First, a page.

From "Associationism and Taste Theory in Archibald Alison's Essays" by Steven A. Jauss:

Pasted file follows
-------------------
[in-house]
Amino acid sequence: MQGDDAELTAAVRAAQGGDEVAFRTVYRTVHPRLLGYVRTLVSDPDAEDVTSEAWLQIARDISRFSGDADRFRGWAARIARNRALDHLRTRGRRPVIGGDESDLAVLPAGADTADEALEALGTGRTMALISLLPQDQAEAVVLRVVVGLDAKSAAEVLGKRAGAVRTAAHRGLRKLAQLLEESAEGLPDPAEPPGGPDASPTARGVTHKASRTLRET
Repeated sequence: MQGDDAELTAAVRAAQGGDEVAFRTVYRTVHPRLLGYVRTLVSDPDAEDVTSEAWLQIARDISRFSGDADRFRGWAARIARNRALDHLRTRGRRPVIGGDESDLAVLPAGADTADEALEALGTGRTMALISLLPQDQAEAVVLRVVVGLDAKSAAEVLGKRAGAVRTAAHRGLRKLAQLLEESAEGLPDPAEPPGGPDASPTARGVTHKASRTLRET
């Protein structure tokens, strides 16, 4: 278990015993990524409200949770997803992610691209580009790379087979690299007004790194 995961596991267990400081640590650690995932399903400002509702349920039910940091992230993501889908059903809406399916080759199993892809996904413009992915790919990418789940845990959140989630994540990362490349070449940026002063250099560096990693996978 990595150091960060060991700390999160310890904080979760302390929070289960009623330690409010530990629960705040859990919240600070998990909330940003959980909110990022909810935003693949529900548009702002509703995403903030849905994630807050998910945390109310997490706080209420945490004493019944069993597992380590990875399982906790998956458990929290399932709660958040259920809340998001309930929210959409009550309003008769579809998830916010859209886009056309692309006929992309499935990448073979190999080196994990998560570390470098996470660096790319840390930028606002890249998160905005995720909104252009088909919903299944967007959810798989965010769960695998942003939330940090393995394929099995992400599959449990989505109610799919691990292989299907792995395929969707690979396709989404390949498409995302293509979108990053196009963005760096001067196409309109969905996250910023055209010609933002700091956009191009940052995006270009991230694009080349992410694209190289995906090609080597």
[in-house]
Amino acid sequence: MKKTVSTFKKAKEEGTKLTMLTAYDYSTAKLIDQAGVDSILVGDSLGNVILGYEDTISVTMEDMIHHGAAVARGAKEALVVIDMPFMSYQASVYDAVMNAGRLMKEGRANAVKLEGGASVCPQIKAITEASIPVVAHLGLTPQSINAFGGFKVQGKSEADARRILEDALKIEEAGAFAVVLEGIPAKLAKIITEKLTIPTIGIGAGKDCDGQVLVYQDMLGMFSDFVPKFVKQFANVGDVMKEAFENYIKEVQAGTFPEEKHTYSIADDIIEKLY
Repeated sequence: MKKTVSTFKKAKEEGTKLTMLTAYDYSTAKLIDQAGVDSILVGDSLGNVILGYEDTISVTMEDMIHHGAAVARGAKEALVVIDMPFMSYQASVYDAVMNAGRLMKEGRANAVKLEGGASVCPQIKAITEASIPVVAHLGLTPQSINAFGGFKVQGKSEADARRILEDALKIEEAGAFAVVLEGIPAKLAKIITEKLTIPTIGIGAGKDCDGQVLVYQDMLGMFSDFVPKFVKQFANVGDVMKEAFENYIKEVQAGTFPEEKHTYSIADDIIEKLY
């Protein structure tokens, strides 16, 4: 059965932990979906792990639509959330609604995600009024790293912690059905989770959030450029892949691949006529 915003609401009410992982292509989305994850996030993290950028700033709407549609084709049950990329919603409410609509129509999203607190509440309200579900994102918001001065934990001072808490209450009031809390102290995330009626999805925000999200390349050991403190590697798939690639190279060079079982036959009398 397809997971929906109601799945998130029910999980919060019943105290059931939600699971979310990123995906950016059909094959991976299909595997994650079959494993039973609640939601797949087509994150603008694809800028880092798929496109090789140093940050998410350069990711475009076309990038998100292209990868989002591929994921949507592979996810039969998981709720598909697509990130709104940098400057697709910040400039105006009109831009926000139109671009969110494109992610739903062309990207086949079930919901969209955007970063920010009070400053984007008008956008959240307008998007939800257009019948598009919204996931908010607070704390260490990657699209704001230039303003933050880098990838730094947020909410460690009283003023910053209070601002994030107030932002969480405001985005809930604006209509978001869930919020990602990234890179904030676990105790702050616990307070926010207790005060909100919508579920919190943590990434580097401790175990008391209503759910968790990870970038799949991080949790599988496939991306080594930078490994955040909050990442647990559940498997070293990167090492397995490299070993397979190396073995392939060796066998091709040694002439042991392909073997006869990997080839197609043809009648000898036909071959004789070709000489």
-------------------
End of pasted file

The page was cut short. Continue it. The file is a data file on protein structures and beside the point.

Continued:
Some earlier taste theorists had appealed to associationist psychology, but they did so primarily to help explain away the obvious diversity of responses to almost any object of taste: private emotional associations with an object, they suggested, often corrupt the process by which individuals arrive at judgements of beauty, thereby giving rise to the apparent diversity of tastes [. . . .] Alison, however, dramatically expands the role of that psychology in taste theory by arguing that genuine aesthetic experience (the "emotion of taste") just is the experience of a special sort of "train" of emotional associations with an object.